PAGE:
DragonFly users List (threaded) for 2005-04
Re: dsa vers rsa ssh key
Jason M. Leonard writes:
> An ssh identity file (such as id_dsa) contains a single key.
> Why do you want to do this? You're pretty sure you are you, right? And
> you're pretty sure you should be allowed to access both sets of machines,
> right? If what you want to accomplish is to allow other users to access
> your work machines, make additional entries for their public keys in the
> target host's authorized_keys file.
What if you don't control the key policy of the machines you want to
connect to? What if you typically use a key size of 1024 bits, but the
remote machine requires a key size of 2048 bits? What if you want
access to my machine, but I provide you with the key? What if you're
paranoid and want to have a different key (and hopefully different
passphrase) for each machine you want to connect to?
> If you really want to do it the way you describe, the easiest way is to
> use RSA keys for one (id_rsa) and DSA keys for the other (id_dsa)--ssh
> will do the right thing with no additional options. To get fancier, see
> the -i option in the man page.
That's not necessary. You can have a gazillion different DSA keys, as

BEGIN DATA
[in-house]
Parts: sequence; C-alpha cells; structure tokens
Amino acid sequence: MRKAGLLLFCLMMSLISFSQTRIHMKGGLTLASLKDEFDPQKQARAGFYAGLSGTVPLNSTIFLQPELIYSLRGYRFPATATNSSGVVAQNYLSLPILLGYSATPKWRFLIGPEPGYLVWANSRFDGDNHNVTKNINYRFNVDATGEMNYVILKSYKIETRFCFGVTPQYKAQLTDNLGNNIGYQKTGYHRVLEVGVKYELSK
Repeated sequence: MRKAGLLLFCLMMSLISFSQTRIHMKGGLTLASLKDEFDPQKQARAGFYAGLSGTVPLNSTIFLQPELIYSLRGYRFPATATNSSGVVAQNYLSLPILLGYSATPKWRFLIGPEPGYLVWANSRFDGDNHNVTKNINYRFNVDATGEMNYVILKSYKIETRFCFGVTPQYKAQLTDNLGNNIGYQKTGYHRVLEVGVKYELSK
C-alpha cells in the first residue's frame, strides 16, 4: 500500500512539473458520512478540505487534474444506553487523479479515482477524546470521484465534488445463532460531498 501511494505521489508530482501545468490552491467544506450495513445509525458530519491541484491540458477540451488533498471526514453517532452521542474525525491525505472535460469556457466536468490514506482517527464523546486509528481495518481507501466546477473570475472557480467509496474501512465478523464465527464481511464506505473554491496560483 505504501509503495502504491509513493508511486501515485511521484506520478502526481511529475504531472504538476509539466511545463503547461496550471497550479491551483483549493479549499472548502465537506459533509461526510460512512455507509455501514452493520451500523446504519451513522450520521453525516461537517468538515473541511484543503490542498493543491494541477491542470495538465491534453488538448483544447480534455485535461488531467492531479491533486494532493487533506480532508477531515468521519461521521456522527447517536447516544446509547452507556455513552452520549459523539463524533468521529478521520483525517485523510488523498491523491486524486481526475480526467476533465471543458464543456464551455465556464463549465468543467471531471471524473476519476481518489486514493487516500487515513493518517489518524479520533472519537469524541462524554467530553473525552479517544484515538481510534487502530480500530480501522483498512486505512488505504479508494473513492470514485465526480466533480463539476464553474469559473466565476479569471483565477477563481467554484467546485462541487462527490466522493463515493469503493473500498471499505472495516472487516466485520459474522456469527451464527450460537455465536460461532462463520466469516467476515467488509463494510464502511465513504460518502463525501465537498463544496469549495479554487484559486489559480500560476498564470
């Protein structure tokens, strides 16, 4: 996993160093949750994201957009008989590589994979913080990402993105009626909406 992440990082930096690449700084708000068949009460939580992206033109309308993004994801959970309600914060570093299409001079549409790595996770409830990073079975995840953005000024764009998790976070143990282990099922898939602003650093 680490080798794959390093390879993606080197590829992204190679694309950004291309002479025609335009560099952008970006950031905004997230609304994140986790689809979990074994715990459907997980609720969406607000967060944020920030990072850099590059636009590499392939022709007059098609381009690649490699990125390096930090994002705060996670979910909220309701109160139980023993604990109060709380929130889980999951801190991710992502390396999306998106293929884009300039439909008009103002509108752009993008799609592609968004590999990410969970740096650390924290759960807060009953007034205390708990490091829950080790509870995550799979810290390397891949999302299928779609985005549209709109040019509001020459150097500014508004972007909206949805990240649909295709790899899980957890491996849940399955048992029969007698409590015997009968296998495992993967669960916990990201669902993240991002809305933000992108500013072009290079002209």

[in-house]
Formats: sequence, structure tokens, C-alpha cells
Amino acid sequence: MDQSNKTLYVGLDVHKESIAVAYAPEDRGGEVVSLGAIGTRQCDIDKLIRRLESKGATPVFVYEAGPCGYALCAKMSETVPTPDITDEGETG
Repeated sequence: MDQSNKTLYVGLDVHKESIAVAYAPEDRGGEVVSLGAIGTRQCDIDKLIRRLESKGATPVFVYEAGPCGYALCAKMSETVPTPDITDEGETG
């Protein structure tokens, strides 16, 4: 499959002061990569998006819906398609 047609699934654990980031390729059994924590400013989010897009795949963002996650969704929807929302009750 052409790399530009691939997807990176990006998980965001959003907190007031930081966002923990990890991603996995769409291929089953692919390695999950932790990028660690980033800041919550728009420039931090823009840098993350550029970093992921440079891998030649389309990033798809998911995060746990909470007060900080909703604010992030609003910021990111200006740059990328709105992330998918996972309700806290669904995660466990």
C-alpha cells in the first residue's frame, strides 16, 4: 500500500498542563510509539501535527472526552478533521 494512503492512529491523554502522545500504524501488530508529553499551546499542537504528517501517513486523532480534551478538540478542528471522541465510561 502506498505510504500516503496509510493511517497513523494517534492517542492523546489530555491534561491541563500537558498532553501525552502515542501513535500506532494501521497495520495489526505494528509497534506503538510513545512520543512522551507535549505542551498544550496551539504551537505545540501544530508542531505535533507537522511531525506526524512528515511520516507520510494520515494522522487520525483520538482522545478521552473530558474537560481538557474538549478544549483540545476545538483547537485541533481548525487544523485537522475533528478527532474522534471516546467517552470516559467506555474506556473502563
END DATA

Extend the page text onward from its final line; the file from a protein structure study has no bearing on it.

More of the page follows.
long as they all have different filenames.
Also, the ssh/scp(1) option '-i' isn't necessary if you take the trouble
to create your ~/.ssh/config file. Using the 'IdentityFile' directive
you can specify which key file to use for which host. For instance:
Host = 192.168.69.1
Protocol = 1,2
IdentifyFile = ~/.ssh/nega@rsa1
Host = 192.168.69.170
IdentifyFile = ~/.shh/nega@iddsa
Host = *
Protocol = 2,1
The above means:
1) when connecting to .1 use protocol 1 first, and use the key-file
'~/.ssh/nega@rsa1'. (Note: ssh uses ~/.ssh/identify as the default
2) when connecting to .170 use the key-file '~/.ssh/nega@iddsa'.
(Note: ssh uses ~/.ssh/id_dsa as the default DSA key)
3) all other hosts, use protocol 2 before protocol 1
Something to take note of: ssh will use ~/.ssh/id_rsa before using
~/.ssh/id_dsa if both exist.
I'm refering to OpenSSH when I say 'ssh'